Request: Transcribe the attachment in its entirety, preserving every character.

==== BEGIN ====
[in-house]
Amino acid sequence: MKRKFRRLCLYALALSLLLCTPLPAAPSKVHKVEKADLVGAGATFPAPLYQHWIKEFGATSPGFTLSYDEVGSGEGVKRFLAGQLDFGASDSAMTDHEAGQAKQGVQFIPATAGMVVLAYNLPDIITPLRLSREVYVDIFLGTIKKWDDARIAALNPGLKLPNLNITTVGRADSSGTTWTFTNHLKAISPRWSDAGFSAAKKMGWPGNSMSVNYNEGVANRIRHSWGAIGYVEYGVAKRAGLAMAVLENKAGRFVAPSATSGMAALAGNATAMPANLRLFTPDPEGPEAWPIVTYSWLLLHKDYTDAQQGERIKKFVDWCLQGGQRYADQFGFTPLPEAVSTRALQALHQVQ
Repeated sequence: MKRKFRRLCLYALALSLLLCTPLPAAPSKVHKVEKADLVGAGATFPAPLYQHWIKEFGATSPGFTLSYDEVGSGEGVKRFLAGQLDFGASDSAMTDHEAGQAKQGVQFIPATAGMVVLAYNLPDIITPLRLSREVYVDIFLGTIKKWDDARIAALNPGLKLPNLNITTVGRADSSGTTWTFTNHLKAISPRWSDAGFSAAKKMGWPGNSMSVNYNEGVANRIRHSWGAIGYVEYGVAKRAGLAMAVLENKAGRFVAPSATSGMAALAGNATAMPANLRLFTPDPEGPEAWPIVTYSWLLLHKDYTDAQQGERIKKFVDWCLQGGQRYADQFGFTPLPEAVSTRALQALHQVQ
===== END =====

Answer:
[in-house]
Amino acid sequence: MKRKFRRLCLYALALSLLLCTPLPAAPSKVHKVEKADLVGAGATFPAPLYQHWIKEFGATSPGFTLSYDEVGSGEGVKRFLAGQLDFGASDSAMTDHEAGQAKQGVQFIPATAGMVVLAYNLPDIITPLRLSREVYVDIFLGTIKKWDDARIAALNPGLKLPNLNITTVGRADSSGTTWTFTNHLKAISPRWSDAGFSAAKKMGWPGNSMSVNYNEGVANRIRHSWGAIGYVEYGVAKRAGLAMAVLENKAGRFVAPSATSGMAALAGNATAMPANLRLFTPDPEGPEAWPIVTYSWLLLHKDYTDAQQGERIKKFVDWCLQGGQRYADQFGFTPLPEAVSTRALQALHQVQ
Repeated sequence: MKRKFRRLCLYALALSLLLCTPLPAAPSKVHKVEKADLVGAGATFPAPLYQHWIKEFGATSPGFTLSYDEVGSGEGVKRFLAGQLDFGASDSAMTDHEAGQAKQGVQFIPATAGMVVLAYNLPDIITPLRLSREVYVDIFLGTIKKWDDARIAALNPGLKLPNLNITTVGRADSSGTTWTFTNHLKAISPRWSDAGFSAAKKMGWPGNSMSVNYNEGVANRIRHSWGAIGYVEYGVAKRAGLAMAVLENKAGRFVAPSATSGMAALAGNATAMPANLRLFTPDPEGPEAWPIVTYSWLLLHKDYTDAQQGERIKKFVDWCLQGGQRYADQFGFTPLPEAVSTRALQALHQVQ